Given the following command:
gzip -dc /cdrom/cdrom0/file.tar.gz | tar xvf –
What does the
- at the end of the command mean? Is it some kind of placeholder?
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In this case, it means ‘standard input’. It's used by some software (e.g.
tar) when a file argument is required and you need to use stdin instead. It's not a shell construct and it depends on the program you're using. Check the manpage if in doubt!
In this instance, standard input is the argument to the
-f option. In cases where
- isn't supported, you can get away with using something like
tar xvf /proc/self/fd/0 or
tar xvf /dev/stdin (the latter is widely supported in various unices).
Don't rely on this to mean ‘standard input’ universally. Since it's not interpreted by the shell, every program is free to deal with it as it pleases. In some cases, it's standard output or something entirely different: on
su it signifies ‘start a login shell’. In other cases, it's not interpreted at all. Muscle memory has made me create quite a few files named
- because some version of some program I was used to didn't understand the dash.
STDOUT, depending on the context.
/dev/stdoutcan be used if you really want an input/output stream. Note that it is a stream, programs that want to seek in a file may not work properly with it as would be the case with
-(e.g. ffmpeg) Jun 28, 2012 at 11:49
bash, the hyphen is interpreted by the shell. See the Advanced Bash-Scripting Guide - Chapter 3. Special Characters, then search for the text [dash] or "redirection from/to stdin or stdout". Using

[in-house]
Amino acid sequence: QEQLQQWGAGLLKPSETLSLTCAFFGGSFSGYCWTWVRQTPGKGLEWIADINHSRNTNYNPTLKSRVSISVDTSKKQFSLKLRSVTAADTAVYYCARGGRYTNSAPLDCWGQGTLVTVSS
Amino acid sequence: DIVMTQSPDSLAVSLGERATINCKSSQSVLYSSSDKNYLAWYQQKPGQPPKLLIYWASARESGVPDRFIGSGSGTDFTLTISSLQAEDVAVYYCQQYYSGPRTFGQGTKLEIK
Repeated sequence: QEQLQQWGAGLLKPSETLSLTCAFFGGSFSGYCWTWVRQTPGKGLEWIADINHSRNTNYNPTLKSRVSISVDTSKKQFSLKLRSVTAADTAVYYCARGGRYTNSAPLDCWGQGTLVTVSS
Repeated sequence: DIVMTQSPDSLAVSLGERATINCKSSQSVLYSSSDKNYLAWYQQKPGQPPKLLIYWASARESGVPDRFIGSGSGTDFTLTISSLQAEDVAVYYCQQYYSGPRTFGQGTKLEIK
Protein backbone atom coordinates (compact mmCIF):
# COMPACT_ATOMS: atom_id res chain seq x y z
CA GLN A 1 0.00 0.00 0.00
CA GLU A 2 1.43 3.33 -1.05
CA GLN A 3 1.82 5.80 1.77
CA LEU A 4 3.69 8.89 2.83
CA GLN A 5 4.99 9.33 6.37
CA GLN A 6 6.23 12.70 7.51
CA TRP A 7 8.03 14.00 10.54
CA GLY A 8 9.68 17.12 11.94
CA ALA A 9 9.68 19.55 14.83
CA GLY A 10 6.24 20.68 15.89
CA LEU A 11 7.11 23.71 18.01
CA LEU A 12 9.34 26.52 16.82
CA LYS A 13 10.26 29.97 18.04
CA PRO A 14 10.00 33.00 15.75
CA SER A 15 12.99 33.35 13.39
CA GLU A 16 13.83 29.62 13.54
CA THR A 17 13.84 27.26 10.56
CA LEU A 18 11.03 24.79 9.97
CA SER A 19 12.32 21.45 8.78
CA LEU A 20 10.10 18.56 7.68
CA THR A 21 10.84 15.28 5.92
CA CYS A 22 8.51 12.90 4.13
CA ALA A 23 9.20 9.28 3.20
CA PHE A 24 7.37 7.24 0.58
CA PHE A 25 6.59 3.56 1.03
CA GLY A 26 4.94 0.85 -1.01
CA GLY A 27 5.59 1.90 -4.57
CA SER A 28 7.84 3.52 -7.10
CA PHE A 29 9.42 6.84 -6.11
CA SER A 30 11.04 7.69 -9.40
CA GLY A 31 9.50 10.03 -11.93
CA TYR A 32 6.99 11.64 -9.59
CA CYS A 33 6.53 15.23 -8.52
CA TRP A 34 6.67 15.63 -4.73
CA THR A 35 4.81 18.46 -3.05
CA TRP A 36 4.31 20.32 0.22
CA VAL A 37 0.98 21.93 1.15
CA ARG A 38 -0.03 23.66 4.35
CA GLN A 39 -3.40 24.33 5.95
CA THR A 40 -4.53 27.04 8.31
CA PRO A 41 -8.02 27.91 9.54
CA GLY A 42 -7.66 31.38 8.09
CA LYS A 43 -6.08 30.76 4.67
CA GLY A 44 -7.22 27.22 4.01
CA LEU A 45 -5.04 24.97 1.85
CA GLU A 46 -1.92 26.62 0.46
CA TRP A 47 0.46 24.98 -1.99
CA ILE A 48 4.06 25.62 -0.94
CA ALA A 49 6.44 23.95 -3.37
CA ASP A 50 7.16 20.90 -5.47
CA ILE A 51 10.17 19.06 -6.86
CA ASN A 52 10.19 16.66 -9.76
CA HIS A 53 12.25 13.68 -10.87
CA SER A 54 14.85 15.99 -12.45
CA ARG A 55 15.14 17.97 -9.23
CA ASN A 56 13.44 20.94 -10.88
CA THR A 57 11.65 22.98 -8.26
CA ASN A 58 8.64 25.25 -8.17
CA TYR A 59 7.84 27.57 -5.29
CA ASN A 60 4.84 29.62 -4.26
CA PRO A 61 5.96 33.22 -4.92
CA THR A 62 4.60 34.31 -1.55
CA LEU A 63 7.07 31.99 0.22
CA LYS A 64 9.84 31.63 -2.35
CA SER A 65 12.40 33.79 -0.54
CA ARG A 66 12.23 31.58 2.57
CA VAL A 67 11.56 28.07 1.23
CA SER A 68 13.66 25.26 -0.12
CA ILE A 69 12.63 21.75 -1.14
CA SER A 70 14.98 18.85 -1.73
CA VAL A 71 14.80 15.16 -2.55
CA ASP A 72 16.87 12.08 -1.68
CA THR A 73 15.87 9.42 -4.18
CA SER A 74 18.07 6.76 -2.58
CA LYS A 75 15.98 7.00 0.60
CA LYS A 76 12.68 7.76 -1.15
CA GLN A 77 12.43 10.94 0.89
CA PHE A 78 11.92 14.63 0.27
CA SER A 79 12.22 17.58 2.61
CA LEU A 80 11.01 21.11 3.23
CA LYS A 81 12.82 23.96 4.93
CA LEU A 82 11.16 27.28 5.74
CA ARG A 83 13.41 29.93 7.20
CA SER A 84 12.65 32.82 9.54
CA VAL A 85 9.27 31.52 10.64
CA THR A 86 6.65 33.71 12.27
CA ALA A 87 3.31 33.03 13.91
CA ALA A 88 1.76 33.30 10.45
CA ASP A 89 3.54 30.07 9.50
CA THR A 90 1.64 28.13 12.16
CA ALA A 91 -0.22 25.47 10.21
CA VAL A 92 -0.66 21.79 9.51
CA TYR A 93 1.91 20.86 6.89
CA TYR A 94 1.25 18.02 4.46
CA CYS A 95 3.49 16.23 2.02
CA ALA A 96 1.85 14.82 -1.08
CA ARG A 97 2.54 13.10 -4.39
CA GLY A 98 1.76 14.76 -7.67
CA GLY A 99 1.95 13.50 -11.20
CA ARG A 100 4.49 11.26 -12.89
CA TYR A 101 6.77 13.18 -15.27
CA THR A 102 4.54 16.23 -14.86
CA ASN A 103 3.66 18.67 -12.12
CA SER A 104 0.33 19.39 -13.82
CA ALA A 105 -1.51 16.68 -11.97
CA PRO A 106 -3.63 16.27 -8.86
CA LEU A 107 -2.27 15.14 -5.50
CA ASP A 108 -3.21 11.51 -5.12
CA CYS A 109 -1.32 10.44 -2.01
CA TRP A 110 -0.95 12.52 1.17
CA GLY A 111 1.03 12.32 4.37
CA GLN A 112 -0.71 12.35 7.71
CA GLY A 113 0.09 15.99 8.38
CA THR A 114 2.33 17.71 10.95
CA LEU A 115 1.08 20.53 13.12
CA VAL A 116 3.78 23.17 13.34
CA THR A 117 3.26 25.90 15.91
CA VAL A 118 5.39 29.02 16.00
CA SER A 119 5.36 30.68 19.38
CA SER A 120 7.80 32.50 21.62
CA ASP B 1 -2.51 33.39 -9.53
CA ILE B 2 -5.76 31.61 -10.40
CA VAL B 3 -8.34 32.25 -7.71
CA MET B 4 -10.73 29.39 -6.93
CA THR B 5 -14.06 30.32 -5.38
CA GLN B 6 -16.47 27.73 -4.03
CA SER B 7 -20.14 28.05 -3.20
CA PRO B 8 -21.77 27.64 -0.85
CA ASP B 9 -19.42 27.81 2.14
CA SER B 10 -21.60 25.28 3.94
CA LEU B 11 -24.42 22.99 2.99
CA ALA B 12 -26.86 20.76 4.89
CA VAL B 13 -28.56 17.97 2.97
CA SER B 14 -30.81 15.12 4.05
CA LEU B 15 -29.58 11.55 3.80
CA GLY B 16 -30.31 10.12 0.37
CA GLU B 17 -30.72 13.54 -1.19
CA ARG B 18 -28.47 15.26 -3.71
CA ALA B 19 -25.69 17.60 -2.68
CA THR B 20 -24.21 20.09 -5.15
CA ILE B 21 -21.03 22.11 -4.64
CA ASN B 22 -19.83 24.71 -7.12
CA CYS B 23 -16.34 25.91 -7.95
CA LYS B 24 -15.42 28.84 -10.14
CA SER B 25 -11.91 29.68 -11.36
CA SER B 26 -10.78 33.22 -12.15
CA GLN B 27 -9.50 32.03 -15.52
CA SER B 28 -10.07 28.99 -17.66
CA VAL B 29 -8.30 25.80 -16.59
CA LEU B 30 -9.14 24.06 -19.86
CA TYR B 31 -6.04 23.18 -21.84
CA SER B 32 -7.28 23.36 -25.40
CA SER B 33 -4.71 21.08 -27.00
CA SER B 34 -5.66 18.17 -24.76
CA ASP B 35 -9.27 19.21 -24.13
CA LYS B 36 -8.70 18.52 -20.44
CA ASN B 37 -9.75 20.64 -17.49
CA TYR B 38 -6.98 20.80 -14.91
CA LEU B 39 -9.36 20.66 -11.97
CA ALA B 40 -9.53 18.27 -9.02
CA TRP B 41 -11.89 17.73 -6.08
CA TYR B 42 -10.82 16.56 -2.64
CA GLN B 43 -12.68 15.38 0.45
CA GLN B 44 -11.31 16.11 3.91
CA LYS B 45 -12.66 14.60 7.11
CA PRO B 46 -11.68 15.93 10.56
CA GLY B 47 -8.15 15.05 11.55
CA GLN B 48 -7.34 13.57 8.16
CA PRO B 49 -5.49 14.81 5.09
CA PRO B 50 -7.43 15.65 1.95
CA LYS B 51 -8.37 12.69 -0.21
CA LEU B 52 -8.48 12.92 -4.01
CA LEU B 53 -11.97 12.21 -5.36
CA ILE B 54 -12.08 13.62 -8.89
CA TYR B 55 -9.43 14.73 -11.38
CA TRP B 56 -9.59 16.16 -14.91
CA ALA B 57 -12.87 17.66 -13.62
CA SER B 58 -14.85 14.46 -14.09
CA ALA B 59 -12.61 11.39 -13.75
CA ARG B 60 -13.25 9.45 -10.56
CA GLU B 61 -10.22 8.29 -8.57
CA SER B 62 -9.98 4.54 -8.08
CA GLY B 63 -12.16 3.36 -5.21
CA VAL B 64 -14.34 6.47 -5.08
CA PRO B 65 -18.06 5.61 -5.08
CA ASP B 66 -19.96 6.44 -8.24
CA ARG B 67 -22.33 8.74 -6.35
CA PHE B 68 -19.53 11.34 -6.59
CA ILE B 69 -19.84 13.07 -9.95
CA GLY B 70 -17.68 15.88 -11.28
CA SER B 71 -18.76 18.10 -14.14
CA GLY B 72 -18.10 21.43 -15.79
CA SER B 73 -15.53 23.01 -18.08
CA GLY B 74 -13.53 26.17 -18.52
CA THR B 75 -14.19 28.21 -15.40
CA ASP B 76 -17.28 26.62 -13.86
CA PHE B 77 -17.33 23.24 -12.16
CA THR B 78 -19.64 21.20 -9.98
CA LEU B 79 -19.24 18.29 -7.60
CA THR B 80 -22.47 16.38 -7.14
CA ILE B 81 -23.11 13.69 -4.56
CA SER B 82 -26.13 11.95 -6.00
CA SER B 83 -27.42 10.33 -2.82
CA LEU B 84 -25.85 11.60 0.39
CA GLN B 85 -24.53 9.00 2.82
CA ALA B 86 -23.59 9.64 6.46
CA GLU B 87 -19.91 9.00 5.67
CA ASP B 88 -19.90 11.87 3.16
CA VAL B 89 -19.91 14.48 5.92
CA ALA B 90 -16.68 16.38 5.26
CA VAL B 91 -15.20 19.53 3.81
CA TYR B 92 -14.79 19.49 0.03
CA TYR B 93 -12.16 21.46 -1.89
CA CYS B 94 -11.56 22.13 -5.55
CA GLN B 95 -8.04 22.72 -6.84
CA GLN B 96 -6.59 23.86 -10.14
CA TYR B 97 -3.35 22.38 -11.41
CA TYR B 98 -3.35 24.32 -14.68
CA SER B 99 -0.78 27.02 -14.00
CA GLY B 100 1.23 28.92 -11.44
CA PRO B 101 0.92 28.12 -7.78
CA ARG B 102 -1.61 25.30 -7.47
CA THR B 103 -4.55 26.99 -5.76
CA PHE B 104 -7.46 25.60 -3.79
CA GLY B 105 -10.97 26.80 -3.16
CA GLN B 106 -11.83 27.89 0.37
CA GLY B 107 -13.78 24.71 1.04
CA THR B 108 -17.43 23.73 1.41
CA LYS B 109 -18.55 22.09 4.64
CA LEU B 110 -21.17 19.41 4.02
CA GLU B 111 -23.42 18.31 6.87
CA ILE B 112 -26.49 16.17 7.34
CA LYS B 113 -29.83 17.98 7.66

bashyou can use the hyphen most places expecting a filename. It's an obvious complement to < | > IMHO
-(check the manpage). A shell-builtin version of
catmight or might not, but that's not strictly the entire shell. Also, if the shell handled
-, you could say echo
-and it would expand to something else. Instead, it just echoes a dash (not
echo test > -just creates a file called
-, so it clearly doesn't handle it there either. Oh, and the page you listed doesn't say it's handled by the shell, it says you can use it with
diff, both of which understand dashes explicitly.
In this case, the
- is actually pretty useless, assuming you're running Linux:
GNU tar (the version on Linux) accepts its input from the standard input by default. If you do not want this behaviour, and want to pass the file name as a command line argument, then you need to specify the flag
tar xf filename
So this is the same as
tar x < filename
Or, if the input is gzipped as in your example:
gzip -dc filename | tar x
It isn’t meaningful to specify the
f flag here at all, but because it was specified, the filename needs to be given as
- to indicate that we want to read from standard input (see other answer). So, to repeat, this is redundant and slightly weird.
Furthermore, the above line can be simplified because GNU tar can be told to stream the input through
gzip itself by specifying the
tar xfz filename
– No need to call
tardefaulting to the first tape drive, for historical reasons. Jun 28, 2012 at 23:31
/dev/sa0on FreeBSD 9.0,
/dev/rst0on NetBSD 6.0 and OpenBSD 5.1). AIX 7.1 defaults to
/dev/rmt0. MINIX3 defaults to
/dev/sa0. (I checked the latest OS version in each case, these aren't “old mainframes”.) Solaris is configurable through a file in
/etc, which I think defaults to a tape drive. GNU tar, Schilling tar, OSX and BusyBox default to stdin/stdout. Jun 29, 2012 at 7:46
tarto default to the second tape drive, for obvious reasons. :) Jun 29, 2012 at 9:09
-not needs to be at the end of the command. For example:
ls -l | diff - /old_ls_output.txt.